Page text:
The consumer price index increased 1.8% compared with a year earlier, up from 1.6% in June, the Labor Department said Tuesday. Excluding the volatile food and energy categories, core prices moved up 0.3% in July and 2.2% from a year ago.
The figures suggest that inflation is picking up slightly, though it remains modest. The economy is in its 11th year of growth, unemployment is low, and wages are growing modestly. These are trends that typically accelerate price gains. But many companies are reluctant to charge more in the face of online and global competition.
While last month's price gains were modest, they were widespread. Clothing prices increased 0.4%, used car and truck prices moved up 0.9%, and prescription drug costs rose 0.4%. Airline fares jumped 2.3%.
Rents rose 0.3% and are up 3.5% in the past year. Hotel stays have gotten 4.6% more expensive in the past year.
There are some signs higher wages may be having an effect. The cost of housing operations, such as cleaning, landscaping and moving, jumped 5.4% in the past year.
The Federal Reserve maintains a 2% inflation target to avoid the destabilizing effect of deflation, which can pull down prices and wages. It has mostly missed that target since it was established in 2012. Its preferred measure rose just 1.4% percent in June compared with a year earlier. That measure isn't as influenced by rental prices.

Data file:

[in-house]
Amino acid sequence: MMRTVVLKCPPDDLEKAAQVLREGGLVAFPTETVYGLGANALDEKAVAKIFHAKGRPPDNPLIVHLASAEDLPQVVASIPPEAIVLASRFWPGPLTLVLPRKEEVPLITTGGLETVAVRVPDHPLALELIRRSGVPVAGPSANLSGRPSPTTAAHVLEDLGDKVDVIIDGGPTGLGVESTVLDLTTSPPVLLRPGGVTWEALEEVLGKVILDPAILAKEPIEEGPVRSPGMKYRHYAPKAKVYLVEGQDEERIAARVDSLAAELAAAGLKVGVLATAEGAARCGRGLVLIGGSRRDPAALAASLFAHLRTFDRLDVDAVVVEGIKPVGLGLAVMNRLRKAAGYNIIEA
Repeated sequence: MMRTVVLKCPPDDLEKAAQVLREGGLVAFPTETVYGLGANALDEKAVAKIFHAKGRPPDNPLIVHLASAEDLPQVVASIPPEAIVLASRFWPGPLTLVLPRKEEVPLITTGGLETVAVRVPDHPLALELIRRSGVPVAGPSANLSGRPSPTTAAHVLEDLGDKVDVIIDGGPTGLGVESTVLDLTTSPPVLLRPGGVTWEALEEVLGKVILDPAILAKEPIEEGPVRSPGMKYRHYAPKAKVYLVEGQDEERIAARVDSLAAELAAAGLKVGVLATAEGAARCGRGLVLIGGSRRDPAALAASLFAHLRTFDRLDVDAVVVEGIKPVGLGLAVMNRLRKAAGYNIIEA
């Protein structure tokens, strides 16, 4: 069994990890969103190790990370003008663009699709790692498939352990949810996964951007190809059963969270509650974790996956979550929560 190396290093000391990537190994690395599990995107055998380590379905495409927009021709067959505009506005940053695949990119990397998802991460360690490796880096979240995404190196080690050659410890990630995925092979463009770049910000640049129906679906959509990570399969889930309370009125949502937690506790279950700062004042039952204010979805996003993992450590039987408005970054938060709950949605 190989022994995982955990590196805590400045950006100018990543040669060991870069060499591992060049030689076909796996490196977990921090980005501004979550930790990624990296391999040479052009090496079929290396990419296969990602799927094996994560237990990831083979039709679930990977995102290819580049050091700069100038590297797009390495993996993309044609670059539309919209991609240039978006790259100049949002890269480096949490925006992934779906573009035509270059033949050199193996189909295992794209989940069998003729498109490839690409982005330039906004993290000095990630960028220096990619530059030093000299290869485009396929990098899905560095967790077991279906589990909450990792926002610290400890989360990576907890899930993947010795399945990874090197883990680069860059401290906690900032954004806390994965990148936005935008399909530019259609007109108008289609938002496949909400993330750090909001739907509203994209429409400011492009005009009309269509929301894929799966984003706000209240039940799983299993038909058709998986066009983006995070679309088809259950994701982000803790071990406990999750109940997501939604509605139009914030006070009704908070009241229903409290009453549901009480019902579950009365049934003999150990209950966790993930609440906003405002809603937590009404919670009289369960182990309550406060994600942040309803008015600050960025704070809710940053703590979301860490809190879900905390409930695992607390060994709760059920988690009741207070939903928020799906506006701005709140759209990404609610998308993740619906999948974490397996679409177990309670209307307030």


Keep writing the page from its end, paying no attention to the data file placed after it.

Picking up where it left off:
Fed Chairman Jerome Powell has cited tame inflation as a key reason the central bank cut short-term interest rates last month. Most economists expect further cuts this year to offset the negative impact of the Trump administration's trade war with China.
Gas prices jumped 2.5% in July, though they have already fallen back and will likely keep doing so since oil prices are declining. The average price for a gallon of gas was $2.64 Tuesday, down 15 cents from a month earlier.
One restraint on inflation last month was food prices, which were unchanged. Dairy prices fell in July while fruit and vegetable costs rose.
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